Friday, August 26, 2011

“The Amityville Horror” Redux

I have only dim memories of the first Amityville Horror (1979), and they are not pleasant ones. As I recall, the film was slow, boring, and insufficiently horrifying. Accordingly, I did not expect much from the remake, also titled The Amityville Horror (2005), and I did not get much. But what I got was at least superior to the original.

Like the original, the 2005 Amityville is supposedly based on the true story of George and Kathleen Lutz and their family, who moved into a Long Island house that soon turned out to be seriously haunted. This time around, the Lutzes are played by Ryan Reynolds and Melissa George, filling the roles previously handled by James Brolin and Margot Kidder.
Reynolds has a lighter touch than Brolin, which generally serves the material well. All the dark brooding stuff about child murder and torturing Indians can get too heavy-handed without a sense of humor. As for George, I can’t swear that she’s a better actress than Kidder, but I have a soft spot in my heart for George not only for her blonde good looks but for all the other science fiction/horror roles she has essayed—Dark City, 30 Days of Night, Turistas. She may be the Evelyn Ankers of her generation.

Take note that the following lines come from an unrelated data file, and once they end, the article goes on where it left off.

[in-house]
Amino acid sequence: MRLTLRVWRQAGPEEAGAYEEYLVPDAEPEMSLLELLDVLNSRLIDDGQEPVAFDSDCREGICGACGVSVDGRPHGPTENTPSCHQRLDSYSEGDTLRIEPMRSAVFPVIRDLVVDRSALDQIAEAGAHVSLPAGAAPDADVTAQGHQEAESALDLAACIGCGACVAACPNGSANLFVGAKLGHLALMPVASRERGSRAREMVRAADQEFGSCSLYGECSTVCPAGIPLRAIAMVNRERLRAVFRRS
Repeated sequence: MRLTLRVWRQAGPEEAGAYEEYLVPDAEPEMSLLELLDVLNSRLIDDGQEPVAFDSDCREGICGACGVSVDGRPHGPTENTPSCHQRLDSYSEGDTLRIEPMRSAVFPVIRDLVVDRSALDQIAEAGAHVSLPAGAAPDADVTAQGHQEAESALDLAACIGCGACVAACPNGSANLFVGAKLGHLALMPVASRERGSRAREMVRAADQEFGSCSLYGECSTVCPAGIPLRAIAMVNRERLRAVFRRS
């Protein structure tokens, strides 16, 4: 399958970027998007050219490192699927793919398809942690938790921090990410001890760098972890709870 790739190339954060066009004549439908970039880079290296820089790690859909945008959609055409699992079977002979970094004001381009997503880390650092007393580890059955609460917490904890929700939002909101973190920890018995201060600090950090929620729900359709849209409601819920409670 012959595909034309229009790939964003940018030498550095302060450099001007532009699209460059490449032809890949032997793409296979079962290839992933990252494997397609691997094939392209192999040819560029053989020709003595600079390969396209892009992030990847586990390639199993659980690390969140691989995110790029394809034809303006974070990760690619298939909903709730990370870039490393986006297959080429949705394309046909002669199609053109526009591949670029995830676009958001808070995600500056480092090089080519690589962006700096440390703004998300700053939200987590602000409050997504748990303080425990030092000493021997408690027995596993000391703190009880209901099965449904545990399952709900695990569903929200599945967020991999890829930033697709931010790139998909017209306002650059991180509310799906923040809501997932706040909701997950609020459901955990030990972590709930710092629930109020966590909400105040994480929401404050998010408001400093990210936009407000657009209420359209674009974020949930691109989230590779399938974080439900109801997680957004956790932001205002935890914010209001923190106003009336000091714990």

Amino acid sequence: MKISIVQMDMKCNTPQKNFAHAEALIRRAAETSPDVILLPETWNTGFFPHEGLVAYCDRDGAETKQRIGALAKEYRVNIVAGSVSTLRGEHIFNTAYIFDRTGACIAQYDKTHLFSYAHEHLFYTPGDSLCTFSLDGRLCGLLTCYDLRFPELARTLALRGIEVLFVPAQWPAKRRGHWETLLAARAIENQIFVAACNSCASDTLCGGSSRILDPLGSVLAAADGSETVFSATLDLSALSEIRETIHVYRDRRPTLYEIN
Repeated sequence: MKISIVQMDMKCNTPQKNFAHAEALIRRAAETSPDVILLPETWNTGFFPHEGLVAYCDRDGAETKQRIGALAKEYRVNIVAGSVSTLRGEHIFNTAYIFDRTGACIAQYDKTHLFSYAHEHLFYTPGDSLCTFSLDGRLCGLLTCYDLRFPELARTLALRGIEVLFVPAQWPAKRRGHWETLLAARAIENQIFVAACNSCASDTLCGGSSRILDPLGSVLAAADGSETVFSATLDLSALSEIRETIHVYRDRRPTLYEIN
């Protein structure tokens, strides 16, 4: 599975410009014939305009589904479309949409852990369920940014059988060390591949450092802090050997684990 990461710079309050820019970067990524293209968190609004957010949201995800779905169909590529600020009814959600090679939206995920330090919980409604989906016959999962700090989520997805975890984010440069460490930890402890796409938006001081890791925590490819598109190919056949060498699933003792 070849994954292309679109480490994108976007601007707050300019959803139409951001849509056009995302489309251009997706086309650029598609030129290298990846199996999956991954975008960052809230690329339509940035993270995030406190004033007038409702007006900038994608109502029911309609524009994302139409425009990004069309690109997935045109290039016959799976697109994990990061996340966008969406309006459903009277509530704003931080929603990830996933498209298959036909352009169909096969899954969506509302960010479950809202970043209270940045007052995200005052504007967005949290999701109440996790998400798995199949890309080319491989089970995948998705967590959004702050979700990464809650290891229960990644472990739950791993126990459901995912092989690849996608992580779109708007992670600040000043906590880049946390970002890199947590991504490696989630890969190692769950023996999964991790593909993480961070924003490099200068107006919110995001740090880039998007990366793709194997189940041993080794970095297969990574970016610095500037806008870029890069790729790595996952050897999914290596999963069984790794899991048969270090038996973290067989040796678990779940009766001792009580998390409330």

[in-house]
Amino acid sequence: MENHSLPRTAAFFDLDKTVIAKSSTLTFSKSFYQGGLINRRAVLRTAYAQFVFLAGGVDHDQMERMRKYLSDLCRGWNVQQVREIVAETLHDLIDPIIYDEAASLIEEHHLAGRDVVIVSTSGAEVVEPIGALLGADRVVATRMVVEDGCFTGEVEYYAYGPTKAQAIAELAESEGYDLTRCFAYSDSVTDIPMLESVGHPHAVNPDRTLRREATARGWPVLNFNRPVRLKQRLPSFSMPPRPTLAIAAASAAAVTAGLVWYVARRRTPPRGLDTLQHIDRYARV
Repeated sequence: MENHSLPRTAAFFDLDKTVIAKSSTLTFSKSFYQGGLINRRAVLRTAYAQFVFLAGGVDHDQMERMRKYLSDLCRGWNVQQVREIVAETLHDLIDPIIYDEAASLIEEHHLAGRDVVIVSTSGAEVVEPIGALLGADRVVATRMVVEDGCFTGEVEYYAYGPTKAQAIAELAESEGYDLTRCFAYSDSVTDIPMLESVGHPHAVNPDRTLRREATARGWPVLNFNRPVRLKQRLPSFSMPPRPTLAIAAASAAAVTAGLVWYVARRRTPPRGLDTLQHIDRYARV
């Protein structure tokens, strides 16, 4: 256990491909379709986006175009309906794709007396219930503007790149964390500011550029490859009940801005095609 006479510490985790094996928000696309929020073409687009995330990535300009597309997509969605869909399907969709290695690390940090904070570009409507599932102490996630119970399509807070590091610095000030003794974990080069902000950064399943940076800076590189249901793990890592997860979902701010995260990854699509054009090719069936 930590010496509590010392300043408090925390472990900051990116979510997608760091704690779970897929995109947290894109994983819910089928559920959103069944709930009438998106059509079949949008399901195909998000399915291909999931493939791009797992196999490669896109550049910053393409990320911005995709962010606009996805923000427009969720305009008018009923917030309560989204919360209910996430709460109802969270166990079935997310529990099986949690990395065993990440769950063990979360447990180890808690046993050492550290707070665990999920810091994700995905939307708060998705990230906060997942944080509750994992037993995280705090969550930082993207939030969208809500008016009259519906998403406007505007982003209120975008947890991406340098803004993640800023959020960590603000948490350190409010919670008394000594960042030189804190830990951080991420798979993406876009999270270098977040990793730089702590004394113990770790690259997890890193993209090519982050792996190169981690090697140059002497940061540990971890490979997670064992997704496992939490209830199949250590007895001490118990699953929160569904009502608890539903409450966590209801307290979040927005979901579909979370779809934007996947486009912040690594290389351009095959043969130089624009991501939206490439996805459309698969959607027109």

The Amityville remake is neither slow nor boring. It zips right along, with lots of creepy hallucinations to jazz things up. An apparition of a dead little girl, Jodie, is somewhat overused and overfamiliar from other movies, but still effective at times. The principal mechanism of mayhem is the transformation of George Lutz from kindly family man to homicidal maniac, and this is depicted without any tedious subtlety. Reynolds falls in love with his dank basement, obsessively chops wood, kills a dog: you know he will attack his family next.

What keeps the Amityville remake from being a really good horror film is that, like its predecessor, it is insufficiently horrifying. Neither Brolin nor Reynolds have it in them to deliver a homicidal father performance like that of Jack Nicholson in The Shining, still the benchmark for this type of film. And the haunted house material has been seen so often that something radically new must be done with it to make it freshly horrifying. Still, the Amityville remake merits praise for having topped its original—though not much praise, given the weakness of the original.
George Ochoa

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